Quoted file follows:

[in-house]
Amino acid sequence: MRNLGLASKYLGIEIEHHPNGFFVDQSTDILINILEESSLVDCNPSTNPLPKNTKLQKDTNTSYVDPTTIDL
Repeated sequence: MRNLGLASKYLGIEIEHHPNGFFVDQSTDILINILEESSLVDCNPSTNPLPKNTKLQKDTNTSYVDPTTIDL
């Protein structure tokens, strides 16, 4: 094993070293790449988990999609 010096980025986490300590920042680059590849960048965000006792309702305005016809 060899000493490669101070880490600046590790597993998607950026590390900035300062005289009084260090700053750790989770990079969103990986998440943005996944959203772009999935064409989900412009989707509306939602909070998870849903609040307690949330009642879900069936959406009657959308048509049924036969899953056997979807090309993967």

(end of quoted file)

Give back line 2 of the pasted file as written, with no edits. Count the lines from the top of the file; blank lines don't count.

Amino acid sequence: MRNLGLASKYLGIEIEHHPNGFFVDQSTDILINILEESSLVDCNPSTNPLPKNTKLQKDTNTSYVDPTTIDL